Forks, Knives and Spoons [Leah DeCesare]

Many thanks to La Biblio de Caro for this review.

La Biblio de Caro

There are three kinds of guys: forks, knives, and spoons. That is the final lesson that Amy York’s father sends her off to college with, never suspecting just how far his daughter will take it. Clinging to the Utensil Classification System as her guide, Amy tries to convince her skeptical roommate, Veronica Warren, of its usefulness as they navigate the heartbreaks and soul mates of college and beyond. Beginning in 1988, their freshman year at Syracuse University, Amy and Veronica meet an assortment of guys—from slotted spoons and shrimp forks to butter knives and sporks—all while trying to learn if the UCS holds true. On the quest to find their perfect steak knives, they learn to believe in themselves—and not to settle in love or life.

My thoughts on the book: I had first requested the novel on NetGalley but wasn’t quick enough to download the file that was…

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Book Worm Wednesday: Naked Parenting by Leah DeCesare

So grateful to Giggle Giggle Toot Roar for this surprise review of Naked Parenting! Thank you!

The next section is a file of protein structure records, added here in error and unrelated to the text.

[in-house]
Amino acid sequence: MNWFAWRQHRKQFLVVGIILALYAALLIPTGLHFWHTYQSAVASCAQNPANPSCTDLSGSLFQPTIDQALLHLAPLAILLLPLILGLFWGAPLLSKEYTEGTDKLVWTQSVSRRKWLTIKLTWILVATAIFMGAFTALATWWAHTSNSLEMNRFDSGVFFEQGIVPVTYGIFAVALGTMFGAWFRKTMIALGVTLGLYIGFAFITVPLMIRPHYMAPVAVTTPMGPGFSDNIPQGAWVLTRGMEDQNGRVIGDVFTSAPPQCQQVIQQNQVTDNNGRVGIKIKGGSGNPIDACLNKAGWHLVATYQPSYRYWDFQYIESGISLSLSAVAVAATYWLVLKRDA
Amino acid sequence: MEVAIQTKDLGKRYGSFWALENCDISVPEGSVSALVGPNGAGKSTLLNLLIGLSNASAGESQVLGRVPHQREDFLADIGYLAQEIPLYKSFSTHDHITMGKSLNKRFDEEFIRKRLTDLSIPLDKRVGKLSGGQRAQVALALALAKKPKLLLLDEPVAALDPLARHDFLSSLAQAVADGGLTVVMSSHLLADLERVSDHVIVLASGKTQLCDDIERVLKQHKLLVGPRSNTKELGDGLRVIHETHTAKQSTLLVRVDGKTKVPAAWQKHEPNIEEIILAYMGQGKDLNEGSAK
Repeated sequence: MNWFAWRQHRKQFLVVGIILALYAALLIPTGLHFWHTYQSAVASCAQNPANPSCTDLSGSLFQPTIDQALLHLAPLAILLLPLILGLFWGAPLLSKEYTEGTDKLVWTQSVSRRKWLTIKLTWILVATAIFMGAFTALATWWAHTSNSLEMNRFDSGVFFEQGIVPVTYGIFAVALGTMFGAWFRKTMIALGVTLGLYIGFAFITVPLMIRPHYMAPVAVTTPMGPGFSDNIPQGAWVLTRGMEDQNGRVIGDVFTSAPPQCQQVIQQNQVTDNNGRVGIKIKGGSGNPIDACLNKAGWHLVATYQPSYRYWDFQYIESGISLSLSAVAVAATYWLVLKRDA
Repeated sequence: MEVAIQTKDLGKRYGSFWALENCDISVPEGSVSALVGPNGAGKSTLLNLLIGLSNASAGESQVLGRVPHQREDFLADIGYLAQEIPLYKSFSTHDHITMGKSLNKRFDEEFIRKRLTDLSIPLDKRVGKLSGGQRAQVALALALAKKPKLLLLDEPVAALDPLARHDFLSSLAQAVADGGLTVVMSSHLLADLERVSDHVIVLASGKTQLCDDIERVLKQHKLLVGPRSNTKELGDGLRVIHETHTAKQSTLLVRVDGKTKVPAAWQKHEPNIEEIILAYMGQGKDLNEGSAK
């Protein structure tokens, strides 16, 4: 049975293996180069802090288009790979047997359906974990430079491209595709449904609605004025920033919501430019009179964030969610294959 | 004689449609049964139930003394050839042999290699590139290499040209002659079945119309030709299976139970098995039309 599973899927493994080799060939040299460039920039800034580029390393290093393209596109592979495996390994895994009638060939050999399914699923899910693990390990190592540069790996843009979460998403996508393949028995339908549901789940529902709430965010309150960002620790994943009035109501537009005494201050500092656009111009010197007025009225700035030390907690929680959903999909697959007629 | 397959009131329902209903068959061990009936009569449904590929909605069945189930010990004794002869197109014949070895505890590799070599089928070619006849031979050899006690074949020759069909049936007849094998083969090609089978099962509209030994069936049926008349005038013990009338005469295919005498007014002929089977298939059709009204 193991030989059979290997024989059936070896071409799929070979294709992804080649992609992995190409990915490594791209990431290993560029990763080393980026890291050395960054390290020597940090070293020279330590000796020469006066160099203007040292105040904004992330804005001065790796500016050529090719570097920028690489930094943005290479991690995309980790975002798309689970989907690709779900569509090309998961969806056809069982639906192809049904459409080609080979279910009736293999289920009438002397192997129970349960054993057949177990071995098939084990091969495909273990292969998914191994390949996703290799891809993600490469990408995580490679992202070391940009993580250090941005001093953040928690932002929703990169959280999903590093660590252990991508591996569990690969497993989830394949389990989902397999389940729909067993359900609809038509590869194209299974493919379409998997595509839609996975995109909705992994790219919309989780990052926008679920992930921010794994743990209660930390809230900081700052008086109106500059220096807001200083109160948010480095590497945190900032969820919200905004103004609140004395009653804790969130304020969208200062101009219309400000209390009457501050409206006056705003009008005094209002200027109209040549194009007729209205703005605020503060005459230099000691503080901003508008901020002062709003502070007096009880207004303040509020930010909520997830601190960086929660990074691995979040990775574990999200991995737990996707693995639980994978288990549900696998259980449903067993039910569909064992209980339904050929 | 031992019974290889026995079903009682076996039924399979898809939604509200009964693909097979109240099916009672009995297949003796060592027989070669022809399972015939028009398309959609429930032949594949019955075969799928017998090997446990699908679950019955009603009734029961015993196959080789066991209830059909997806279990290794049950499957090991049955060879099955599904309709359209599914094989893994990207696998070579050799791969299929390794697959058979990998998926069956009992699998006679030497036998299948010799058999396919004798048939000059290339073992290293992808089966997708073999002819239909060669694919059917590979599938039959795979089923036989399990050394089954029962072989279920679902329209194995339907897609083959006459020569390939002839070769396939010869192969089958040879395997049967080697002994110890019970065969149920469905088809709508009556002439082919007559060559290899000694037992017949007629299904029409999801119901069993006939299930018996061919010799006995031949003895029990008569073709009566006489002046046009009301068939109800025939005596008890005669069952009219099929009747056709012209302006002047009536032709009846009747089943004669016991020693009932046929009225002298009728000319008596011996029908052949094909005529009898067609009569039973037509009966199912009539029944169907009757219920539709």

Giggle Giggle Toot Roar

No this is not a book about how to parent while wearing less clothing. Sorry if that disappoints you! I’m not judging. Okay, I am judging, ya weirdo. Just kidding. Okay, not just kidding.

Anyway, this is a quick, easy read with some great advice on raising confident kids.

Here are my top ten favorite tidbits from the book.

Book Worm Wednesday: Naked Parenting: 7 Keys to Raising Kids with Confidence
by Leah DeCesare

1.) “Nothing you can do or say will make me stop loving you.”

I definitely want me children to know this throughout their lives! No matter how upset Mommy gets, no matter how naughty you act, nothing you can do will change how much I love you! Yes, there will be consequences to your actions, but they do not change my unconditional love for you.

“Make sure they know they are loved! “Douse them in kisses…

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Naked Parenting with Leah DeCesare

Thank you to Robin Kall for a fun interview on Naked Parenting! Listen in to hear more about the principles in the book – and some new ideas Robin has for future books!

Reading With Robin

I had a great time chatting with the author of Naked Parenting, Leah DeCesare. Leah’s approach combines experience, common sense and humor.


Naked Parenting is available on Amazon

You can take a look at her fabulous youtube video here

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Mother’s Day in the ER